Demand/Contention of the Affected Community

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Type of Land


Type of Common Land

Forest and Non-Forest

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Year of Estimation

Has the Conflict Ended?


When did it end?

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Categories of Legislations Involved in the Conflict

Central/State Government Policy, Procedural Laws

Legislations/Policies Involved

Whether claims/objections were made as per procedure in the relevant statute

What was the claim(s)/objection(s) raised by the community? What was the decision of the concerned government department?

Legal Processes and Loopholes Enabling the Conflict:

Land-record discrepancies

Legal Status:

Out of Court

Status of Case In Court

Whether any adjudicatory body was approached

Name of the adjudicatory body

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Case Number

Major Human Rights Violations Related to the Conflict:

Whether criminal law was used against protestors

Official name of the criminal law. Did the case reach trial?

Reported Details of the Violation:

Date of Violation

Location of Violation

Nature of Protest

Complaints, petitions, memorandums to officials

Government Departments Involved in the Conflict:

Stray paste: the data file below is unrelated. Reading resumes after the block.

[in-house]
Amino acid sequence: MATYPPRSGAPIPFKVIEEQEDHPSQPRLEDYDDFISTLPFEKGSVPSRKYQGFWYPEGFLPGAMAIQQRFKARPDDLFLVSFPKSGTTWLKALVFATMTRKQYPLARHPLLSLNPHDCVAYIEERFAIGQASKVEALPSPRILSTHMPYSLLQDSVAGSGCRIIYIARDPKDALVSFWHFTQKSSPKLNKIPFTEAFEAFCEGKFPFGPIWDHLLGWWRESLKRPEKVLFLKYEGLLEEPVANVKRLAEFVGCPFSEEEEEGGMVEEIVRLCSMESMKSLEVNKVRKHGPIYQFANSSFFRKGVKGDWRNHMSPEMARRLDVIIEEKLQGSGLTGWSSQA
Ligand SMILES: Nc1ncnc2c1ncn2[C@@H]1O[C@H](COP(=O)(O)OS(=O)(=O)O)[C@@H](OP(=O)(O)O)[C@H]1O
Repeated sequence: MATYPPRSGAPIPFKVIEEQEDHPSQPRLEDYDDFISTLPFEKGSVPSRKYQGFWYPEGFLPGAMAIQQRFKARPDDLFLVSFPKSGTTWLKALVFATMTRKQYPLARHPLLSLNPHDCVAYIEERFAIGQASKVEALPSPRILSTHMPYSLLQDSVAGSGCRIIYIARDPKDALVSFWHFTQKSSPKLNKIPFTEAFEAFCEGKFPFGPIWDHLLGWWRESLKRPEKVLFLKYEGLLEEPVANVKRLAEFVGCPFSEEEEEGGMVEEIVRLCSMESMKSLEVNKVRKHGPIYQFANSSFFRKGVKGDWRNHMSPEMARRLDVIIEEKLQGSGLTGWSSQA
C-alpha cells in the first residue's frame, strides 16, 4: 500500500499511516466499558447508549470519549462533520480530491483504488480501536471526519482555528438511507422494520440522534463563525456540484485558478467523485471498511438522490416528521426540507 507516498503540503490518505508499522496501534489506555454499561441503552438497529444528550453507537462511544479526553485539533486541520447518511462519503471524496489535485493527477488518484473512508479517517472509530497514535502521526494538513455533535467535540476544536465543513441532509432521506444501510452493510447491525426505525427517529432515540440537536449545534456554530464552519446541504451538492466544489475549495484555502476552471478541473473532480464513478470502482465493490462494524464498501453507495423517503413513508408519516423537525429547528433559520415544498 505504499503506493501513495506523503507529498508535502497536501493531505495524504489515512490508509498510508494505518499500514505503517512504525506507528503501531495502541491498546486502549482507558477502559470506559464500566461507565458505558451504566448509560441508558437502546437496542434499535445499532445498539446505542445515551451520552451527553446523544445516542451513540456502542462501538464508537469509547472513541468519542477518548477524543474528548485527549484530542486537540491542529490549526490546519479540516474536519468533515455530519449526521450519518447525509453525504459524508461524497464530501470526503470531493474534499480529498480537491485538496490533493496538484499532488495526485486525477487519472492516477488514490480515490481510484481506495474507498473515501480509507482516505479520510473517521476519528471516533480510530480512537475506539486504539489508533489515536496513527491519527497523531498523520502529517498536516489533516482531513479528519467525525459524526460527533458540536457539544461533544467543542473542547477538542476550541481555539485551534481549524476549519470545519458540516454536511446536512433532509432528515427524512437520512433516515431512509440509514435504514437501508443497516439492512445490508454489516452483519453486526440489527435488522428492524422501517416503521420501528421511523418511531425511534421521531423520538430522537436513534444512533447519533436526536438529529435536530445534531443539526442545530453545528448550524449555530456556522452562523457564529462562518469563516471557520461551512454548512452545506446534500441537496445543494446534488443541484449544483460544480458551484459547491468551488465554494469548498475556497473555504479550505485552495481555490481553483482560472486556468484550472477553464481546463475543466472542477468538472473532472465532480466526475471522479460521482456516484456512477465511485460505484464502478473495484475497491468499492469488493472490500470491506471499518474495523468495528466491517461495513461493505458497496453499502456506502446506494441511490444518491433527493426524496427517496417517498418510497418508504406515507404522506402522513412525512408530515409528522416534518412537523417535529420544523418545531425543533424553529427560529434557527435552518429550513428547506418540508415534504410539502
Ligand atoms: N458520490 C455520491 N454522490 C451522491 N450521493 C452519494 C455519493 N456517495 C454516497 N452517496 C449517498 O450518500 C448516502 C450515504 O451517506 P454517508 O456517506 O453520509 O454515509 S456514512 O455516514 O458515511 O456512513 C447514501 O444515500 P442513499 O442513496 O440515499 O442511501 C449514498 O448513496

Land Revenue and Settlement Department (Government of Mizoram), Revenue Department (Government of Tripura), Mamit District Administration (Government of Mizoram), North Tripura District (Government of Tripura)

PSUs Involved in the Conflict:

Did LCW Approach Government Authorities for Comments?

Name, Designation and Comment of the Government Authorities Approached

LCW reached out to Mamit district commissioner over phone, but he requested communication through email.

Corporate Parties Involved in the Conflict:

Did LCW Approach Corporate Parties for Comments?

Name, Designation and Comment of Corporate Authorities Approached

Other Parties Involved in the Conflict:

Resources Related to Conflict

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Documented By

Sarup Sinha

Reviewed By

Sarup Sinha

Updated By

Sarup Sinha

Edited By

Sarup SinhaLand Conflict Watch